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Software Deployment Objectives and Deployment Types

What Is Software Deployment?

Software deployment is the process of producing units of code from Simulink® models with the intention of integrating the code with other software for use in a target execution environment. The target execution environment can be single- or multiprocess, as this figure shows.

Single-process and multiprocess target execution environments

Within a target execution environment, a process is an instance of a program that runs in its own address space. Deployed units of code that run as part of a single process share and must synchronize access to this address space. Processes and units of code within a process exchange data and synchronize their operation by using services.

A target execution environment consists of these parts:

TargetHardware and software (for example, a virtual machine) that supports execution of processes.
Platform servicesSoftware that enables algorithms to perform their intended function without knowledge of the target. They include or leverage operating system services, middleware services, and device drivers that handle scheduling, communication, and auxiliary real-time functions.
Custom servicesServices that are not provided by the platform, but are required for deployment. Examples include specialized middleware and device drivers. For generated code to gain access to custom services, you must develop and use custom blocks and storage classes.
Deployed codeUnits of code generated from Simulink top models.

Deployed code can consist of a main program and algorithm code that the main program calls or code for individual algorithms that get integrated with an existing external main program. Algorithm code calls service implementations that are provided by the target environment for communication and auxiliary support. The arrows in this figure represent function calls.

Relationship between parts of application code in a target environment.

Target execution environments for embedded system applications vary in composition and complexity. For example, the target might be a development computer, rapid-prototyping board, microprocessor, microcontroller, field programmable gate array (FPGA), system-on-chip (SoC), or virtual machine, and might include a real-time operating system (RTOS). To ensure an optimized and accurate model design and to accurately configure the model for code generation, you or someone else contributing to your project must identify the parts, characteristics, and requirements for your generated code to interface with the target environment.

Deployment Objectives and Deployment Types

Embedded Coder® tooling supports various deployment objectives, enabling you to generate and verify code for Simulink models incrementally. You can use Embedded Coder to deploy an application, component, subcomponent, or utility. Applications and components are units of code, which the code generator produces from top models, that you deploy for use in target execution environments.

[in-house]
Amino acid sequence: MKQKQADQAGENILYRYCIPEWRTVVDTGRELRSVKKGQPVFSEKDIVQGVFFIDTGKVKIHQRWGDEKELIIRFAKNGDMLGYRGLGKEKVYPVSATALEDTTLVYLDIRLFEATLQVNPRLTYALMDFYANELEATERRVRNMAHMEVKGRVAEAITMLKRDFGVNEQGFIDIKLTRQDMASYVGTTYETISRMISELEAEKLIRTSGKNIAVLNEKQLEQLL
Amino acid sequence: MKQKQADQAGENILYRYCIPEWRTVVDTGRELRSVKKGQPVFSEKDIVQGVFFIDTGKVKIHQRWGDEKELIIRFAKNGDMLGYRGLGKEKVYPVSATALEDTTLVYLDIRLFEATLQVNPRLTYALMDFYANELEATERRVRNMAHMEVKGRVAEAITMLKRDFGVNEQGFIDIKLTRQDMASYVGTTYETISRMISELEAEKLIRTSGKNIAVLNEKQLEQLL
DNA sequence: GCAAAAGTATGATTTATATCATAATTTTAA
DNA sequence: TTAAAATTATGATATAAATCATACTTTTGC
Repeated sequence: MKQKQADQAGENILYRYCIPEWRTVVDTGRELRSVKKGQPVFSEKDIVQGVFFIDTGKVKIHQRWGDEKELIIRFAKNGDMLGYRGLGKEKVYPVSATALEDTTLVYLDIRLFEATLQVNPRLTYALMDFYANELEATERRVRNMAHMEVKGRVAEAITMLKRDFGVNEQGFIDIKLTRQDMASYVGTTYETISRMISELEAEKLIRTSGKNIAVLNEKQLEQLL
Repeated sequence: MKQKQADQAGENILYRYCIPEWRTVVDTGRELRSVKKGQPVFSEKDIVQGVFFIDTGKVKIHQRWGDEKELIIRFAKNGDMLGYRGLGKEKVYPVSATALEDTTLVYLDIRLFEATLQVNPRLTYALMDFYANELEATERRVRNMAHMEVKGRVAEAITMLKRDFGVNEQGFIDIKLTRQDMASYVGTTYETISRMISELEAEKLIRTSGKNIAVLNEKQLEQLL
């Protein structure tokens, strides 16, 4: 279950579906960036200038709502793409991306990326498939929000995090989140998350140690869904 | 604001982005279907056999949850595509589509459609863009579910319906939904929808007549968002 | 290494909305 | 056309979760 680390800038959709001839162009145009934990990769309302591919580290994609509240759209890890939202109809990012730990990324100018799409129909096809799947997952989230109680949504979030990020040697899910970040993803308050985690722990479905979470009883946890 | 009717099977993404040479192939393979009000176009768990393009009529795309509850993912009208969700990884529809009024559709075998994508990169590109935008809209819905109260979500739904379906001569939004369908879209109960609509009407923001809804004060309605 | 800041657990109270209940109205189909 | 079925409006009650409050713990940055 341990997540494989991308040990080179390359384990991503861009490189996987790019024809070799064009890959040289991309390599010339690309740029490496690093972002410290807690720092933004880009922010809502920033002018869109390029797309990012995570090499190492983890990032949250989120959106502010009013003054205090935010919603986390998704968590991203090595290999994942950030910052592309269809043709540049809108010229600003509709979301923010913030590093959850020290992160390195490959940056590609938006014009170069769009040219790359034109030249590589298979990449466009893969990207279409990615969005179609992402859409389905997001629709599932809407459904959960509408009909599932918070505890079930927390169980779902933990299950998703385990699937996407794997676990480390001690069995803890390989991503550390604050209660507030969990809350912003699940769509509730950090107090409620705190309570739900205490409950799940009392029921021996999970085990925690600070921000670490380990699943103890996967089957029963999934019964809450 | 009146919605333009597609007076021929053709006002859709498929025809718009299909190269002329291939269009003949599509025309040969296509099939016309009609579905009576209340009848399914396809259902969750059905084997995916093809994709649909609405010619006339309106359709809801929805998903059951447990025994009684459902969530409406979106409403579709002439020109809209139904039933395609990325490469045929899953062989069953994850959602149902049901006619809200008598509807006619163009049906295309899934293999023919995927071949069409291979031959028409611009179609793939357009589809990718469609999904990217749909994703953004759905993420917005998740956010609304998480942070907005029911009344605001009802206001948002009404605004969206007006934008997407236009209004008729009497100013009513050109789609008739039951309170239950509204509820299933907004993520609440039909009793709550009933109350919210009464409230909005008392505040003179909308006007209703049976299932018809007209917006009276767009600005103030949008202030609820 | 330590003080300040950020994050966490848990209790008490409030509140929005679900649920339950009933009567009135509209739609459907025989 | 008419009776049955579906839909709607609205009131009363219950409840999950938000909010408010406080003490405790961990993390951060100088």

Subcomponents and utilities are units of code that you can produce and test independently, but are deployed within the context of an application or component. For verification, you might include an application or component inside a simulation test harness.

For a deployment objective, the code generator evaluates a model for:

  • Valid code generation configurations

  • Composition rules for nesting and peer relationships

  • Relevant code generation workflows to enable

This figure shows the relationship between a top model intended for deployment as a component and its subcomponents. The top model contains referenced models that the code generator deploys as subcomponents of the parent component. The small gray squares represent interface ports. Subcomponent interface ports handle communication within the component, while component interface ports handle communication between components and with target environment software.

Sample model hierarchy for component deployment

The code generator automatically determines the types of deployment that are relevant for a model and lists them as selections in the Deployment Type menu of the Embedded Coder app toolstrip. To facilitate incremental development, you can switch between deployment types. This table lists Deployment Type options that you can switch between depending on your initial deployment objective.

Deployment ObjectiveDeployment Type Options
  • Automatic (Default)

  • Subcomponent

  • Automatic (Default)

  • Component

  • Subcomponent

  • Automatic (Default)

  • Subcomponent

UtilityNot applicable

For more information, see Check Deployment Types.

For more information about designing models for application and component deployment, see Architecture and Component Design.

Applications and Components

You deploy code generated from Simulink top models for use in a target execution environment as applications or components. Applications can run in a single- or multiprocessing target environment. Components run in a single-process target environment.

Comparison of application and component deployment.

For applications and components, the code generator produces a unit of code, a code descriptor file to facilitate integration, and a code interface report. For components configured to use service code interfaces, the code generator also produces a services header file (services.h).

The following table compares application and component deployment. Choose the type of deployment that best aligns with your project goals. Your choice determines how you design your model and how you set up coder tooling and configure the model.

Deployment AttributeApplicationComponent
SchedulerGenerated code includes an example main program that applies the scheduling scheme (single-tasking, rate-monotonic scheduling (RMS), or concurrent) that is configured for the model and assumes how entry-point functions are assigned to tasks. You can use the generated scheduling and data transfer code as is, change it, or replace it. If you change or replace it, the implementation must match the scheduling assumptions made in the generated code.Generated code does not make assumptions about the scheduling scheme used to execute the code. The code generator imposes modeling constraints to accommodate an external function scheduler.